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Thread: Bailed out january 6 1945 over A-89 in Belgium

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    Default Bailed out january 6 1945 over A-89 in Belgium

    On Jan 6 1945 the following airman bailed out over A-89 in Belgium : Sgt Cumers RP , Langley 148907 and IO Benton. Can someone help me with additional info on this event.
    Greets Alain

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    Default Re: Bailed out january 6 1945 over A-89 in Belgium

    Hello Alain,

    LM187 Lancaster of 218 Squadron crashed on 6/01/1945 2 miles from A89.

    Best regards, m vr gr

    Luc

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    Default Re: Bailed out january 6 1945 over A-89 in Belgium

    Alain,

    https://www.rafweb.org/Awards/CGM_Holders1.htm

    1486967 Flight Sergeant Rupert Percy LONGLEY, R.A.F.V.R., 218 Sqn.

    This airman was the wireless operator in an aircraft detailed to attack Neuss one night in January, 1945. During the operation the aircraft . sustained severe damage In spite of this the pilot succeeded in reaching Allied .territory where he was forced to give the order to abandon as the aircraft had now become uncontrollable. One member of the crew, whose parachute had opened by accident inside the fuselage, was therefore unwilling .to jump. He asked to be allowed to strap himself to Flight Sergeant Longley's back. The latter, without the slightest hesitation, agreed. After the two airmen had been strapped together they made their way, in total darkness, to the jumping point. On the way the ripcord of Flight Sergeant Longley's parachute caught in a projection. Although the parachute opened he was able to catch and hold the case intact and, with his comrade on his back, jumped clear of the aircraft. Unfortunately, in the descent, his comrade fell away. Flight Sergeant Longley came down on to a tall tree from which he fell to the ground and badly injured his back. His action in allowing a comrade to descend with him on a single parachute, although unavailing, showed a spirit of gallantry and self-sacrifice which will long be remembered.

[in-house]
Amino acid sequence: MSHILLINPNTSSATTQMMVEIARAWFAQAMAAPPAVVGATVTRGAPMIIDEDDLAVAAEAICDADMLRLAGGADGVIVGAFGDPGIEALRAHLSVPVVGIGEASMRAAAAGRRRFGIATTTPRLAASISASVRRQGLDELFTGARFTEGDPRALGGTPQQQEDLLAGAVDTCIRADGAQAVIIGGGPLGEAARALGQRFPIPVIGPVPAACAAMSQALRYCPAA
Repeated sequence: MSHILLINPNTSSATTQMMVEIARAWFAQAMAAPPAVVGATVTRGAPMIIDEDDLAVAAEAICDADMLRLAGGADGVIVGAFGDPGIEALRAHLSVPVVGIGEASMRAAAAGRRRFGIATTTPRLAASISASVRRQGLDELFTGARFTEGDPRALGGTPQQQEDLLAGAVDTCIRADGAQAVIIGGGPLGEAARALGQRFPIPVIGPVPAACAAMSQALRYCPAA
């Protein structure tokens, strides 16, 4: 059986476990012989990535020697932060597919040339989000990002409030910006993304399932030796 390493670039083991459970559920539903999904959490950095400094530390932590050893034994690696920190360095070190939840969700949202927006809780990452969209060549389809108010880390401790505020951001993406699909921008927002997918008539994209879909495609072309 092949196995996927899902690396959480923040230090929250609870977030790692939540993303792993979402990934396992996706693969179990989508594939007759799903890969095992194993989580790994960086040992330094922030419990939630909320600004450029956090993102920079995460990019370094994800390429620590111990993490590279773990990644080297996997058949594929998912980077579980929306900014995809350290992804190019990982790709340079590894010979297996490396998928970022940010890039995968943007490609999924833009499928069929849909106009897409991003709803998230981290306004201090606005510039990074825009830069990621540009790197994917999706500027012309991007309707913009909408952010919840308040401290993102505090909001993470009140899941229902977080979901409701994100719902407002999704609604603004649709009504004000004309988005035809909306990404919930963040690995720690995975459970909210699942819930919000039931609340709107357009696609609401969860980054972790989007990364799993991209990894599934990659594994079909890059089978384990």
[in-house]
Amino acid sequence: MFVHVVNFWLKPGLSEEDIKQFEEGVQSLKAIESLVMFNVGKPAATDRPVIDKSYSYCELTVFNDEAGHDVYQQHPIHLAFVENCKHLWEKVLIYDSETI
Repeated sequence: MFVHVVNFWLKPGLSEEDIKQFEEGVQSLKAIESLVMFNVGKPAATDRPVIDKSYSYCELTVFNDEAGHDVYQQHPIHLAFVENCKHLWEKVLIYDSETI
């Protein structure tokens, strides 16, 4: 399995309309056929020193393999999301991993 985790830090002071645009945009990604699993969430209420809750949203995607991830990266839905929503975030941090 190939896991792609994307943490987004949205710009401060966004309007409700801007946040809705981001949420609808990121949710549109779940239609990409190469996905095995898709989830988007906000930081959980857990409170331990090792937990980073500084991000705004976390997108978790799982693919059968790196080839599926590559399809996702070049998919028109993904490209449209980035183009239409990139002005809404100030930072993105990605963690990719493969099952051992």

https://www.themildenhallregister.co...18+History.pdf

    The operation cost only
    one Lancaster, LM187, which became violently uncontrollable over the target, forcing the
    pilot to jettison the bomb load and shut down the port outer engine, which ultimately
    caught fire. The fire could only be extinguished through cutting off the fuel feed to both port
    engines, and this accomplished, the Lancaster began to lose height, while remaining difficult
    to control. At 4,000 feet over Belgium, F/O Banton accepted the futility of the struggle, and
    ordered his crew to bale out. The flight engineer, Sgt Simms, accidentally deployed his
    parachute inside the aircraft, and was unwilling to risk using it. He asked the wireless
    operator, Sgt Longley, to allow him to cling to his back in a joint descent, and realising the
    extent of his colleague’s predicament, Sgt Longley readily agreed, despite the risk to himself.
    Sadly, as the parachute jerked open, Sgt Simms became dislodged, and fell to his death. Sgt
    Longley fell into trees and was badly injured, but survived the experience, and was awarded
    the coveted CGM for his selfless act.
    Regards,

    Dave

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    Default Re: Bailed out january 6 1945 over A-89 in Belgium

    Thank you all for the marvellous help
    Alain57

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